Cuban and Haitian migrants are increasingly taking chartered flights to Nicaragua from where they seek to travel overland to the United States, prompting Washington to impose sanctions this week on the operators of the aircraft.
Irma Perez, a 28-year-old Cuban, told AFP she arrived in the Nicaraguan capital Managua last month aboard a charter flight run by Mexican aviation firm Viva Aerobus.
"We had a 45-minute layover in Cancun (Mexico) without disembarking, and then came to Managua," she said.
Perez was speaking from Mexico, after she, her husband and 1-year-old son traveled there overland with the help of a smuggler. The family plans to head toward the United States.
Several Cuban migrants told AFP they had traveled with the same company on flights chartered by small travel agencies.
Viva Aerobus, which does not advertise fights between Cuba and Nicaragua on its website, did not respond to AFP's requests for comment.
Perez said she and her husband paid $1,250 each for their tickets, and $350 for that of her son. The smuggler cost them another $2,100.
The use of charter flights to aid migrants in getting to their dream destination "is a relatively new phenomenon," said Manuel Orozco, a director of migration issues at the Washington-based Inter-American Dialogue.
The Central American country of Nicaragua has not required visas for Cubans since November 2021.
Since then, a record 421,000 Cubans have entered the United States, according to official figures from Washington.
In April, the U.S. began deporting Cubans with the first flight leaving April 24 after a two-year pause.
Two other Central American nations, Panama and Costa Rica, imposed a transit visa on Cubans in 2022 to tackle the influx of migrants.
A report by the Inter-American Dialogue thinktank said that an average of 50 charter flights a month traveled between Havana and Managua between January and October 2023.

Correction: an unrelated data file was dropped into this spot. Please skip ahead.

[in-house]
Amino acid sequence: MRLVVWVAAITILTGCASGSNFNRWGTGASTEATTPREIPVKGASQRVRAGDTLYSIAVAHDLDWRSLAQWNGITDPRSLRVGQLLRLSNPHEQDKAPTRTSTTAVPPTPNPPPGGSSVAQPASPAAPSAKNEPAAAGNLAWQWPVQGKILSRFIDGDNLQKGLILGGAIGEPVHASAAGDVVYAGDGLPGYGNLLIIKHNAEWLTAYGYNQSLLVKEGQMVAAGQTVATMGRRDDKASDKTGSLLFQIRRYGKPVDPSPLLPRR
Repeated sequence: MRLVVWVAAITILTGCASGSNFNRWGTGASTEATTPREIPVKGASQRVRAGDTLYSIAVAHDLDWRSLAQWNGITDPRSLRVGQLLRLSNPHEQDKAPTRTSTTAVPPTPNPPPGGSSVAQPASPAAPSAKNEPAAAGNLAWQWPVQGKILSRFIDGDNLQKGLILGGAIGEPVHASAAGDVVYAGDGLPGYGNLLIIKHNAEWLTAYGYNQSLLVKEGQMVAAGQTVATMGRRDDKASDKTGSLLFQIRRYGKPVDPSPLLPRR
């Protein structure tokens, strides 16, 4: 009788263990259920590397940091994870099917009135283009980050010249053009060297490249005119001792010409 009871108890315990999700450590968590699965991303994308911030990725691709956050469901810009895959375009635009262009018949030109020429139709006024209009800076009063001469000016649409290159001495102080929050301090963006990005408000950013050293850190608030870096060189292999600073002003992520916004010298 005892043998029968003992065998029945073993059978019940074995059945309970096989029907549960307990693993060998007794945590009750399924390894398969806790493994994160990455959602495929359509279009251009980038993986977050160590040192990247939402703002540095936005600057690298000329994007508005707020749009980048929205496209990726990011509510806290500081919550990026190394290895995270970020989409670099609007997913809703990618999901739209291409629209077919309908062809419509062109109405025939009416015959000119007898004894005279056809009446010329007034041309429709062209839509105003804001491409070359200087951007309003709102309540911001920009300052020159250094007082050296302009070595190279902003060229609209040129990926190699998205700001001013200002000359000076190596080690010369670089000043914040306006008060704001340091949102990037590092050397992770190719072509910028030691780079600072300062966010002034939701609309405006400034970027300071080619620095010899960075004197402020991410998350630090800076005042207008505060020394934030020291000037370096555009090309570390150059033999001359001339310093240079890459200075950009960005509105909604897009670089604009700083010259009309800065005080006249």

Meanwhile flights between Haiti and Nicaragua quadrupled in the past three months.
"Nicaragua was a bridge for almost 100,000 people," seeking to migrate, since January, according to the report.
Orozco believes that airline operators and Nicaraguan airport authorities made "an economic calculation" for their "mutual benefit."
Advertisements abound on Facebook: "Tickets available Havana-Nicaragua … prices for families, charter and regular flights," read one.
At the beginning of November, Brian Nichols, the U.S. deputy secretary of state, expressed concern about the dramatic increase in these flights.
"No one should profit from the desperation of vulnerable migrants – not smugglers, private companies, public officials or governments," he wrote on X, the social media platform formerly known as Twitter.
On Tuesday, Washington announced it would restrict visas for those in charge of the aviation companies.
Cuban Deputy Foreign Minister Carlos Fernandez de Cossio told journalists that the number of flights has begun to decrease.
Mexico began requiring an airport transit visa for Cubans in late October.
A taxi driver from Managua, who consults the airport website every day for his work, told AFP on condition of anonymity that he had noticed the number of planes carrying migrants had dropped from "22 to 23 daily" to six.